Here is Bellamont Forest, County Cavan which can lay claim to being the most beautiful house in Ireland. Certainly its situation is unparalleled, since the building sits on a rise at the end of a mile-long drive, the ground to either side dropping to lakes, the world beyond screened by dense woodland. Bellamont is an unexpected delight, hidden from view until one rounds the last turn of the drive and sees the house ahead.
In purest Palladian style and looking like a villa in the Veneto, Bellamont is believed to have been designed c.1725-30 by the pre-eminent architect then working in Ireland, Sir Edward Lovett Pearce who was also responsible for the Houses of Parliament in Dublin (now the Bank of Ireland), and a number of since-lost country houses such as Desart Court, County Kilkenny and Summerhill, County Meath. Pearce was a cousin of Bellamont’s builder Thomas Coote, a Lord Justice of the King’s Bench. The Cootes had come to Ireland at the start of the 17th century and prospered so well that within 100 years their various descendants owned estates throughout the country. Ballyfin, County Laois which has recently undergone a superlative restoration was another Coote property.
The appeal of Bellamont lies in its exquisite simplicity, beginning with an exterior which is of mellow red brick with stone window dressings. Of two storeys over a raised rusticated basement, the front is dominated by a full-height limestone portico reached by a broad flight of steps. The imposing effect is achieved by the most effortless means and using the plainest materials, but there can be no doubt that Bellamont was always intended to impress. The Portland stone-flagged entrance hall, with its coved ceiling and pairs of flanking doors, sets the tone for what is follow.
While there are small rooms immediately to right and left, the latter traditionally used as a cosy winter library, the main reception areas lie to the rear of the building, a sequence of drawing room, saloon and dining room which retain their 18th century decoration including the chimneypieces. The first of these is believed to have once been a series of rooms, but following a fire in 1760 acquired its present form including the elaborate recessed ceiling which was probably intended to complement that in the dining room on the other side of the saloon. The walls of this central room contain contain stucco panels once filled with family portraits, the best-known of which – painted by Sir Joshua Reynolds in 1773 and showing the Charles Coote, Earl of Bellamont resplendent in his robes as a Knight of Bath – now hangs in the National Gallery of Ireland.
The aforementioned Earldom of Bellamont was a second creation of the title for a member of the family. Evidently an ostentatious and pompous man – seemingly he insisted on making his maiden speech in the House of Lords in French, to the bemusement of his fellow peers – Lord Bellamont can at least be credited with having the good taste to enhance the house built by his grandfather. He married a daughter of the first Duke of Leinster and by her had four daughters and just one son who died in Toulouse at the age of 12, his body being brought back to Bellamont to lie for three days on the upper landing before burial in the family vault.
As a result of there being no legitimate heir, the earldom again lapsed on Lord Bellamont’s death in 1800. However, despite being seriously wounded in the groin during a duel with Lord Townshend, he managed to have at least 16 offsring out of wedlock by four different women, and one of these sons, also called Charles Coote, inherited Bellamont Forest. Ultimately it was sold out of the family in the middle of the 19th century and bought by the Smiths (later Dorman-Smiths), one of whom Major-General Eric Dorman-Smith served in the British army during both the First and Second World Wars after which, having changed his surname to O’Gowan, he became involved with the IRA.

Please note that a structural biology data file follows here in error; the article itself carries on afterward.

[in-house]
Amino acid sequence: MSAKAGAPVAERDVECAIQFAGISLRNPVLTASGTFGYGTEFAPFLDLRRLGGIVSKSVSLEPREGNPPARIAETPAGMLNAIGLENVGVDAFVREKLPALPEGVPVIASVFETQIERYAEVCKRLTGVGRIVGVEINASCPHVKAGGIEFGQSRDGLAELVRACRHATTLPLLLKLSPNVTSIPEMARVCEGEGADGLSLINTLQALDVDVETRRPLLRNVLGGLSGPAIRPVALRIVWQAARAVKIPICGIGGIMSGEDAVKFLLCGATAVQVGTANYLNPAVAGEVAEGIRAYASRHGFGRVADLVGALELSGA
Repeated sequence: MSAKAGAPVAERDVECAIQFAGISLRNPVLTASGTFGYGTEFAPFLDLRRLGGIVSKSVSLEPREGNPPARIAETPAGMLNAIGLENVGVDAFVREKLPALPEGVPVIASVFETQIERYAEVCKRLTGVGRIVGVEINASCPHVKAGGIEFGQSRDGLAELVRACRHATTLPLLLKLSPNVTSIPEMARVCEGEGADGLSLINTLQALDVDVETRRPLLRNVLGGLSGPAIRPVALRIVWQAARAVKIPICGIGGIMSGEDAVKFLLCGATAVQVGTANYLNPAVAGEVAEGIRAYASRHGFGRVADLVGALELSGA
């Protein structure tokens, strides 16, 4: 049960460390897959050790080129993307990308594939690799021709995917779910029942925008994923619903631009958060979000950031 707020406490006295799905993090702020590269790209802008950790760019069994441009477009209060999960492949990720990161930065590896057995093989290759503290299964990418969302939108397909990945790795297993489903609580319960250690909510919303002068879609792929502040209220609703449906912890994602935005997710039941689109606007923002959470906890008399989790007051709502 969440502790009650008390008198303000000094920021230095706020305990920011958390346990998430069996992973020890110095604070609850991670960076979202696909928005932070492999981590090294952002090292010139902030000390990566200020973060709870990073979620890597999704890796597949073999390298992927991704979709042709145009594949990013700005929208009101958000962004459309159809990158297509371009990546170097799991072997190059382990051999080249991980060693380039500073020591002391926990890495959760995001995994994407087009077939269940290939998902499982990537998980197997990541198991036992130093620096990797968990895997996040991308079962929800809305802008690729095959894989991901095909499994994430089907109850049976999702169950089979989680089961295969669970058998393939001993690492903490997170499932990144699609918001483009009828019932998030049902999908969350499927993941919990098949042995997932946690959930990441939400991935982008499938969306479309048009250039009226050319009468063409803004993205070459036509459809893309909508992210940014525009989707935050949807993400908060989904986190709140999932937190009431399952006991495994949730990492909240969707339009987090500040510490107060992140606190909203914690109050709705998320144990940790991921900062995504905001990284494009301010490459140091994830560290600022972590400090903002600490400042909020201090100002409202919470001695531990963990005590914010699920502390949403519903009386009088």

In 1987 Bellamont Forest was bought by John Coote, an Australian interior designer whose family had emigrated from Ireland at the start of the last century. John dearly loved the house and undertook to restore it to a pristine condition, keeping the decoration spare so that the beauty of the rooms’ architecture would be more apparent. There was never a great deal of furniture, just a few large pieces he had specifically made and which were inspired by Georgian workmanship. In revealing the building’s purity he not only demonstrated the splendid taste of Pearce but his own also, since it would have been tempting to intervene in the interiors.
Those interiors served wonderfully for entertaining, which John did frequently. I have been to a great many terrific parties at Bellamont, and even hosted a few there, one of which – a birthday dinner for 30 – is thankfully uncommemorated by any photographs. But there are ample souvenirs and joyous memories of John’s own sundry social gatherings, such as the thé dansants he loved to throw, when a 16-piece orchestra would play in the saloon and Jack Leslie would demonstrate how to dance the Black Bottom. The last great party at Bellamont took place during the summer of 2009 to mark John’s 60th birthday and was spectacular even by his standards, with drinks in the lower gardens followed by dinner and dancing outdoors in the balmy air.
The following year John was obliged to put Bellamont Forest up for sale, and thereafter he rarely visited the place. Tomorrow marks the first anniversary of his death, which happened unexpectedly while he was working in Indonesia. He is still sorely mourned by all of us who knew him in Ireland. Meanwhile Bellamont slumbers, awaiting a new owner who will kiss the place back to life; there is talk now of an auction in March. One prays that whoever next assumes responsibility for Bellamont will bring to the house the same flair and fun as did John Coote for so many years.
All photographs by René Kramers (http://www.reneez.com/)